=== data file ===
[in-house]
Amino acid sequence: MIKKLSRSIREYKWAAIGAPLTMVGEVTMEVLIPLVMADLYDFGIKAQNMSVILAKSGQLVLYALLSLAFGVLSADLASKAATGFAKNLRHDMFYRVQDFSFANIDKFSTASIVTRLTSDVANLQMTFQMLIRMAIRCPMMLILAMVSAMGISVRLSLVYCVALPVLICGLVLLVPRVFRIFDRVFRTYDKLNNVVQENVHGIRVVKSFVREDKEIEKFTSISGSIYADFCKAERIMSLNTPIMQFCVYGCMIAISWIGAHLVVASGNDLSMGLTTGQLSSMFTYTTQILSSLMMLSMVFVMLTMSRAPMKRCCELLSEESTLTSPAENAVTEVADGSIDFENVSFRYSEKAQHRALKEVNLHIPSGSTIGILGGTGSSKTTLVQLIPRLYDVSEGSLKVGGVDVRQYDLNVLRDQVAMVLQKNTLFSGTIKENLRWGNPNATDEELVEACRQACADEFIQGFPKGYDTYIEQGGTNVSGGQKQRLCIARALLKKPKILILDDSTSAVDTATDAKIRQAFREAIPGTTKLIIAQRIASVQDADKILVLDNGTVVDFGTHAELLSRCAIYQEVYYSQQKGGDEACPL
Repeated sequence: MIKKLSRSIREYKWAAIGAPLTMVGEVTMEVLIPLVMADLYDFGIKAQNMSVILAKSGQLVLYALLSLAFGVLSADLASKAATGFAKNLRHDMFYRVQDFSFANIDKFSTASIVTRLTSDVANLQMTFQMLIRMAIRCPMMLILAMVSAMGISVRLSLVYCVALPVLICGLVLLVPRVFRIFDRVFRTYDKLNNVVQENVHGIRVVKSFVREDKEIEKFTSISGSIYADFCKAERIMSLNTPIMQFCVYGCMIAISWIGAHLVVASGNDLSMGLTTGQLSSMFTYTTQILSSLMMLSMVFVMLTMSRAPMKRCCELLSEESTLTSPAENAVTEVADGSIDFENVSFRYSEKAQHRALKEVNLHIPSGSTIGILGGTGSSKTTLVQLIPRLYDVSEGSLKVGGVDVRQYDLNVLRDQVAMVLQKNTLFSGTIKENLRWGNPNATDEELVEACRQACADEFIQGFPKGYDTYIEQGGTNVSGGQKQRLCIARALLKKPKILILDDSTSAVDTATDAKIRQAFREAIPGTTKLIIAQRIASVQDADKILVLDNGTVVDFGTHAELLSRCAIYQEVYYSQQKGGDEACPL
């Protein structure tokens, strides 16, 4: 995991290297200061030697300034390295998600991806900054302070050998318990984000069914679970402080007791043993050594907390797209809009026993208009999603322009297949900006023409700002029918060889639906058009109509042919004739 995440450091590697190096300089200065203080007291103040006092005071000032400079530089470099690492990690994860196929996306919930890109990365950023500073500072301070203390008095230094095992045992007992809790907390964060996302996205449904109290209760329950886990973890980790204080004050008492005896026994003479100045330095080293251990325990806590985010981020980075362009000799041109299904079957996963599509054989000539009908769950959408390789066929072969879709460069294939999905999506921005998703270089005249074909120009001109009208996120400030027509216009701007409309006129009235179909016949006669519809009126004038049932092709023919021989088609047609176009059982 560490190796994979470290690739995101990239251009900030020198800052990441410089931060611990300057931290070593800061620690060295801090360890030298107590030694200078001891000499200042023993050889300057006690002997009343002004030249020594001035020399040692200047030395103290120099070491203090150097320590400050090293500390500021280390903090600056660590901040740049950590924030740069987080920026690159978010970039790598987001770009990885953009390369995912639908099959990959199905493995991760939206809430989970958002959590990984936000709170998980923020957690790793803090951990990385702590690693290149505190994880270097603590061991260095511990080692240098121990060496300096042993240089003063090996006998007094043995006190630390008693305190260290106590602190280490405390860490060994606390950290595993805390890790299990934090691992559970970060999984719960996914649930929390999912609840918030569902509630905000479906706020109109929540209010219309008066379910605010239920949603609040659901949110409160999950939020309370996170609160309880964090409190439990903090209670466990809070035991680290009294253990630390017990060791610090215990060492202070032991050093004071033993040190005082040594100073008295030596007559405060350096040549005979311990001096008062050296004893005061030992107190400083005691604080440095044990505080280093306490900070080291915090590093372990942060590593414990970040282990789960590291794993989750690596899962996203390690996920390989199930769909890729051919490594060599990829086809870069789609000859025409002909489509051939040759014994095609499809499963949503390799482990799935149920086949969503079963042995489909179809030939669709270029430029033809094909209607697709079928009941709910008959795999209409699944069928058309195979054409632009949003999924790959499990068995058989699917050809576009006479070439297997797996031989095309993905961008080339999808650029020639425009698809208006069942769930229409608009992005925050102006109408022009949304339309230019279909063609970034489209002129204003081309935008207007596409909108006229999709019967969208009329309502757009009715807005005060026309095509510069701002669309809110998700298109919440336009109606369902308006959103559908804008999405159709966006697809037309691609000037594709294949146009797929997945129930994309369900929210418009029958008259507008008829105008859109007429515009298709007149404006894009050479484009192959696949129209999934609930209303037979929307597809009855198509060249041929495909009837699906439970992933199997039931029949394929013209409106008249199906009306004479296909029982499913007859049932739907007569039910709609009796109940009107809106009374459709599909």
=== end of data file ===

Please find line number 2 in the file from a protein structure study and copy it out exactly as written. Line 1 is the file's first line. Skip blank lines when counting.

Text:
Amino acid sequence: MIKKLSRSIREYKWAAIGAPLTMVGEVTMEVLIPLVMADLYDFGIKAQNMSVILAKSGQLVLYALLSLAFGVLSADLASKAATGFAKNLRHDMFYRVQDFSFANIDKFSTASIVTRLTSDVANLQMTFQMLIRMAIRCPMMLILAMVSAMGISVRLSLVYCVALPVLICGLVLLVPRVFRIFDRVFRTYDKLNNVVQENVHGIRVVKSFVREDKEIEKFTSISGSIYADFCKAERIMSLNTPIMQFCVYGCMIAISWIGAHLVVASGNDLSMGLTTGQLSSMFTYTTQILSSLMMLSMVFVMLTMSRAPMKRCCELLSEESTLTSPAENAVTEVADGSIDFENVSFRYSEKAQHRALKEVNLHIPSGSTIGILGGTGSSKTTLVQLIPRLYDVSEGSLKVGGVDVRQYDLNVLRDQVAMVLQKNTLFSGTIKENLRWGNPNATDEELVEACRQACADEFIQGFPKGYDTYIEQGGTNVSGGQKQRLCIARALLKKPKILILDDSTSAVDTATDAKIRQAFREAIPGTTKLIIAQRIASVQDADKILVLDNGTVVDFGTHAELLSRCAIYQEVYYSQQKGGDEACPL